What's The Best All Around Graphics Accelerator For Under $300?
The 3Dfx Voodoo5 versus the Formac ProFormance3 Plus versus ATI RAGE 128 Pro. First Posted 8/25/2000
The 3Dfx Voodoo5 is shoving its way into the competitive graphics accelerator market. But the Formac ProFormance3 is no wimp. Both feature 2D and 3D acceleration. Both come with gobs of VRAM. The "soon to be released" ATi Radeon is ready yet so I've included the RAGE 128 Pro that Apple includes with every G4 Power Mac.
Above, you can see that the ProFormance3 Plus was the fastest.
The above graph shows an amazing phenomenon. The ProFormance3 Plus only slowed scrolling down slightly when Font Smoothing was turned on. In either mode, it was the clear winner.
Note above that the Voodoo5 only dropped off a little in frame rate when higher quality settings were ON. Those same settings brought the ProFormance3 Plus to its knees. Conclusions & Comments
For 2D scrolling, the Formac ProFormance3 Plus is the clear winner over the other two. If you are strictly into Photoshop, Illustrator, PageMaker, and other 2D applications, this board is the fastest.
For 3D gaming, give me the 3Dfx Voodoo5 5500 in any resolution. It's like a "locomotive": once it gets rolling, it takes a lot to slow it down. And when I turned Full Scene Anti-Aliasing on in "Normal" or "Default" settings, the Voodoo5 only lost one frame per second.
Best Overall for both 2D & 3D? If I could only have one of these boards, I'd pick the 3Dfx Voodoo5 5500. It's not as fast as the Formac board in 2D scrolling, but it's fast enough. And for 3D it's the strongest, especially at high quality settings. It comes with drivers for Glide, RAVE, and OpenGL.
I have to admit, the 3D Glasses that come with the Formac ProFormance3 Plus are very cool. Playing Quake III Arena and Unreal Tournament with 3D vision was a hoot. However, it doesn't make up for slow frame rates at high quality settings. Besides, the 3D glasses don't work with every game. They didn't work with Falcon 4.0, for example, even though it uses hardware 3D acceleration.
I know it was unfair to pit ATi RAGE 128 Pro AGP against the two state-of-the-art boards. Think of it as a point of reference. I promise to redo the page as soon as I get my meat hooks on a Radeon board. NOTE: The RAGE 128 Pro is the only card that will do DVD Playback at the present time.
How Do The Two Boards Perform On Older G3 Power Macs?
So far, I've tested both on a G3/266 Beige MiniTower. The Voodoo5 frame rates were 22/sec in Quake III's "Normal" 1024x768 mode (with or without FSAA). The Formac's frame rate in "Normal" mode was 15 FPS. As for 2D scrolling, they were 30% slower than on the G4. Expect a web page in a few days dedicated to the Beige MT running both cards.
Where to Buy
The Formac ProFormance3 Plus is on sale at Other World Computing. They are running a special on the 16MB version. It's going for $269 including the 3D glasses.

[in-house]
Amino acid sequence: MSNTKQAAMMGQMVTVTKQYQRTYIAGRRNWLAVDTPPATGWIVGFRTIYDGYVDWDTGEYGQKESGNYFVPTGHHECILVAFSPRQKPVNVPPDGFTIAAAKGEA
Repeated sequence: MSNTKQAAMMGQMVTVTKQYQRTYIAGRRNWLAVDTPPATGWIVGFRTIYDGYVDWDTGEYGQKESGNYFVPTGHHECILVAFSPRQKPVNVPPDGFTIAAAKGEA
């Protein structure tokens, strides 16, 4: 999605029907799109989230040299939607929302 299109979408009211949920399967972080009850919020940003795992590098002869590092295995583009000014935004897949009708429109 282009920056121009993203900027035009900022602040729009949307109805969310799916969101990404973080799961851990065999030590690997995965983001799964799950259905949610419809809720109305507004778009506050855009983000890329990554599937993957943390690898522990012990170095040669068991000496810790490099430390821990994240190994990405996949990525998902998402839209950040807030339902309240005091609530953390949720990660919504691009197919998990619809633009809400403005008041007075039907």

You can buy the Voodoo5 5500 PCI direct from 3Dfx's Online Store (shop3dfx.com) for $329. Or visit their "Where To Buy" page for over 20 bargain sources. Check CNET for lowest prices. As of this writing, they list Onvia as the cheapest source at $297 including shipping.
The ATi RAGE 128 Pro is shipped as standard equipment on the G4 Power Macintosh. If you have an older machine, you can purchase a comparable board if you buy the ATi Orion, but I suggest you wait for the Radeon to ship.
Test Configurations & Procedures
- Test System: G4/400 Sawtooth with 256MB of RAM (Virtual Memory OFF). Mac OS was 9.0.4.
- Three different graphics boards were used:
- ATi RAGE 128 Pro (standard equipment on G4 Power Macs). Includes digital & analog out and supports DVD playback.
- Formac ProFormance3 Plus with 300MHz RAMDAC, 32MB of VRAM, and 3D Goggle support.
- 3Dfx Voodoo5 5500 with dual VSA-100 processors, 350MHz RAMDAC, 64MB of VRAM, HW Full Scene Anti-Aliasing (FSAA), FXT1 Texture Compression, and 667 MP/sec Fill Rate.
- Adobe Photoshop's first scrolling test was done by zooming in at 400% on a 27MB document. I scrolled from top to bottom by holding down the mouse pointer on the down scroll arrow. Using a stopwatch, I time it to the nearest tenth of a second. (Photoshop's Application Size was set to 135MB to avoid any disk activity during the scrolling.) In the second test, the file was first rotated, blurred, and a lighting effect added. Then I zoomed in to 400% and scrolled.
- Microsoft Word 98 Scrolling: Starting at the top, I paged down through the document using the mouse to click in the scroll bar near the bottom of the slider window, just above the dual arrows. The test was run with and without Font Smoothing enabled. Test File: 21,578 sentences, each saying "The quick brown fox jumped over the lazy dogs." They were arranged in 8 sentence paragraphs. Times Roman 12 point was used. Left margin was set at 1 inch and right margin at 6.75 inches. All were in "Page Layout" or WYSIWYG view.
- Id Software's Quake III Arena (Latest DEMO version) options were set to:
Three test settings were used: Quickest, Normal, and Highest, all in 1024 x 768.
TEST RUN: When the main screen appears, I press "~" and enter "timedemo 1" (return) and "~" once more. Then I click on DEMOS and run Demo1. Once it finishes and returns to the main screen, I press "~" once more to get the frames per second readout.
© 2000 Rob Art Morgan, publisher of BARE FEATS